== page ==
Kenya at the 2000 Summer Paralympics

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Kenya at the
2000 Summer Paralympics
Flag of Kenya.svg
IPC code KEN
NPC Kenya National Paralympic Committee
in Sydney
Competitors 13 in 1 sport
Ranked 46th
Gold Silver Bronze Total
1 1 2 4
Summer Paralympics appearances

Kenya competed at the 2000 Summer Paralympics. They were represented by 13 sportspeople, 5 women and 8 men, at the Sydney, Australia hosted Games. Kenyan Paralympians won four medals at these games, one gold, one silver and two bronze.


Kenya was represented by 5 women and 8 men at the 2000 Summer Paralympics.[1][2] The team included athlete Henry Wanyoike and Mary Nakhumicha.[3][4][5]


A number of factors have impacted the development of elite disability sport in Kenya in this period. One factor was negative cultural attitudes towards people with disabilities in general that made it difficult to participate, even if the athlete had won a Commonwealth Games medal. A second variable was coaching issues. These included poor qualifications for coaches, lack of funding for coaches, inconsistent coaching or coaches having hidden agendas for being involved in para-sport, such as a desire to travel overseas. A third issue was lack of available equipment to train with. Part of this was because of the high cost of specialized equipment. Another part was a desire not to spend money on people with disabilities as they are less worthy of the funding. A fourth issue is that facilities are often not accessible to people with disabilities. Sometimes, venues do not want to let people with disabilities use them. Sometimes, facilities lack accommodations for people with disabilities. A fifth problem was transportation. Transportation around cities is often not handicap accessible, making it difficult for elite athletes to get to training venues. Ethnic favoritism was a sixth problem impacting elite para-sport. There was a perception among elite athletes that the government and sporting officials favored certain ethnic groups. According to one elite athlete, for the 2004 Games, the team was dominated by ethnic Luo. For the 2008 Games, the trend was towards ethnic Kikuyu. In athletics, the preference tended to be towards Kalenjin. The last major issue was lack of financial support for participating in sport at the elite level. More Kenyans would have tried to represent their country at the Paralympic level, but they were unable to afford it despite the desire to do so.[6][7]

The above existed against a broad issue about perceptions in Black Africa about people with disabilities. In many parts of Black Africa, people who have disabilities that include intellectual disabilities, and physical disabilities such as impairments and deformities often face cultural barriers to participation because of attitudes related to their disabilities. These include beliefs that they acquired their disabilities because their parents were witches or they are wizards. Their disability is often seen as a result of a personal failing on their part. As such, there is often tremendous cultural pressure for people with physical disabilities to remain hidden and out of the public eye. In many places, they are perceived to be monsters in need of healing.[6][7][7][8] In a Kenyan context, the "bad blood" of people with disabilities is thought to also impact their families, creating further stigma for the person with the disability.[8]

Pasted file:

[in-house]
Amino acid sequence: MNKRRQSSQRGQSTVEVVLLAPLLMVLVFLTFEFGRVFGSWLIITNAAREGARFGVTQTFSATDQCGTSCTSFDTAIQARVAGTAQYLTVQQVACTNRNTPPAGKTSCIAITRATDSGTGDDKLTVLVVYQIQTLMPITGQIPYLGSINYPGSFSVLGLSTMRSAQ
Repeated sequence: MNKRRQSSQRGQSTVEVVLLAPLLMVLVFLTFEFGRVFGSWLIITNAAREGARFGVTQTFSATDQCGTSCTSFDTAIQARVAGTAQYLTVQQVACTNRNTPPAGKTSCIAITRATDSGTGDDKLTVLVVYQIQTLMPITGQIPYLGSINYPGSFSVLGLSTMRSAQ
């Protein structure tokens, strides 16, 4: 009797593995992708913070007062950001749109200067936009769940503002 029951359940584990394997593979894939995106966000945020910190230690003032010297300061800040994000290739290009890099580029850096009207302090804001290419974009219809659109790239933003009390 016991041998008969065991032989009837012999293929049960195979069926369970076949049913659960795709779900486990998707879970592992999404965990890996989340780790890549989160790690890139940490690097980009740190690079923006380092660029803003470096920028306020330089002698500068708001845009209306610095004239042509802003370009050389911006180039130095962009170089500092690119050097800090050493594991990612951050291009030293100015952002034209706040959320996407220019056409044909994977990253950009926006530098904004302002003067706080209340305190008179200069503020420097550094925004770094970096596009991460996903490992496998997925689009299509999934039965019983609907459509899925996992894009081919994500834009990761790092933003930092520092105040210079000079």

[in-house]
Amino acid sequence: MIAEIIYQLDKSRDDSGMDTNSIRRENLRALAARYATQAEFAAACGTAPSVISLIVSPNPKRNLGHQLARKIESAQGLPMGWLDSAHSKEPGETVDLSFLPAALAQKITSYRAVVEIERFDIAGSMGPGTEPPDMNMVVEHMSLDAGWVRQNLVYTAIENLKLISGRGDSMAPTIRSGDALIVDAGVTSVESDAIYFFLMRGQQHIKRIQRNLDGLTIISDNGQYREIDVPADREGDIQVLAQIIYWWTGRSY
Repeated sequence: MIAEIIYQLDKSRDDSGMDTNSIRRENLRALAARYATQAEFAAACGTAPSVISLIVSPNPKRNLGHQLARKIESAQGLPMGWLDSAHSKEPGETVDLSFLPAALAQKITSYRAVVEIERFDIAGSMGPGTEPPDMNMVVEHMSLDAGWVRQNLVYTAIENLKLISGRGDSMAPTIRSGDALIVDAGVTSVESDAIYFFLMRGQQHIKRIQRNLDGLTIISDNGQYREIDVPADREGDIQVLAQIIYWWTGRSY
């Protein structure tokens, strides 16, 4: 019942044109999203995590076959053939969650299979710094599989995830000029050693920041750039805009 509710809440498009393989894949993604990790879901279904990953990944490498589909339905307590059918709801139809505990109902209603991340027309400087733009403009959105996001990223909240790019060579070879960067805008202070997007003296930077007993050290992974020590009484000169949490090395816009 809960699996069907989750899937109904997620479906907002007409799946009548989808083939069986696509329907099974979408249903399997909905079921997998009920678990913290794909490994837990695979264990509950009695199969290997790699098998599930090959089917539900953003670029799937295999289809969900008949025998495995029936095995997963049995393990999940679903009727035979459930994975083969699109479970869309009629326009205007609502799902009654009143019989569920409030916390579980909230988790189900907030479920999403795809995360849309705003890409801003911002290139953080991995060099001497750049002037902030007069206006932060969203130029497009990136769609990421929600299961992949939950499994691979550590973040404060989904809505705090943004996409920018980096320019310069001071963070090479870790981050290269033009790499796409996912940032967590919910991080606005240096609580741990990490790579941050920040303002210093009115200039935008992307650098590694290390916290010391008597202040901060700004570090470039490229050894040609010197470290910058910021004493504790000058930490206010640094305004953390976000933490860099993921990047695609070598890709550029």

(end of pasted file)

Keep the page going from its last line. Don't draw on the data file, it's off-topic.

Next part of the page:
Kenyan Paralympians won four medals at these games, one gold, one silver and two bronze.[4][9]

Medal Name Sport Event
 Gold Henry Wanyoike Athletics Men's 5000m T11
 Silver Mary Nakhumicha Athletics Women's javelin F58
 Bronze Evelyne Khatsembula Athletics Women's 100m T37
 Bronze Mary Nakhumicha Athletics Women's shot put F57


Making his Paralympic debut, Henry Wanyoike competed in the 5,000 m event, and won gold in a race where his guide runner collapsed at the finish line.[3][5] His victory was the first by an African athlete in his category in the 5,000m. Following the Games, he was awarded the Order of the Grand Warrior Award (OGW) by President Moi.[3] Wanyoike, an active athlete in his childhood, had a stroke in 1995 when he was 20 years old, which left him blind soon afterwards.[5]

Mary Nakhumicha, building on her success at the 1996 Atlanta Games, won silver in the javelin throw and bronze in the shot put in her category.[4]

See also[edit]


  1. ^ International Paralympic Committee 2000, p. C.2
  2. ^ Committee, Alexander Picolin, International Paralympic. "IPC Historical Results Archive - Country Web". Retrieved 2016-10-27. 
  3. ^ a b c Benchmark (April 28, 2006). "Henry Wanyoike -- Conquering Disability and the World". Star Weekend Magazine (5) (92 ed.). Kenya. Archived from the original on February 21, 2007. Retrieved October 27, 2016. 
  4. ^ a b c "Kenya Paralympics - Rio 2016 Medals, Athletes & News". Retrieved 2016-10-27. 
  5. ^ a b c Schuman, Michael. "Blind Faith: How Kenyan Paralympian Henry Wanyoike Triumphed". Time. ISSN 0040-781X. Retrieved 2016-10-27. 
  6. ^ a b "Constraints Experienced by Elite Athletes with Disabilities in Kenya, with Implications for the Development of a New Hierarchical Model of Constraints at the Societal Level - ProQuest". Retrieved 2016-10-27. 
  8. ^ a b Brittain, Ian (2009-09-11). The Paralympic Games Explained. Routledge. ISBN 9781134023417. 
  9. ^ "Kenya". Rio 2016. Archived from the original on 2016-09-22. Retrieved 2016-10-27. 


  • International Paralympic Committee (2000). "Appendix C: Athlete Numbers - By Delegation". Sydney 2000 Paralympic Games Post Games Report. Sydney. 

External links[edit]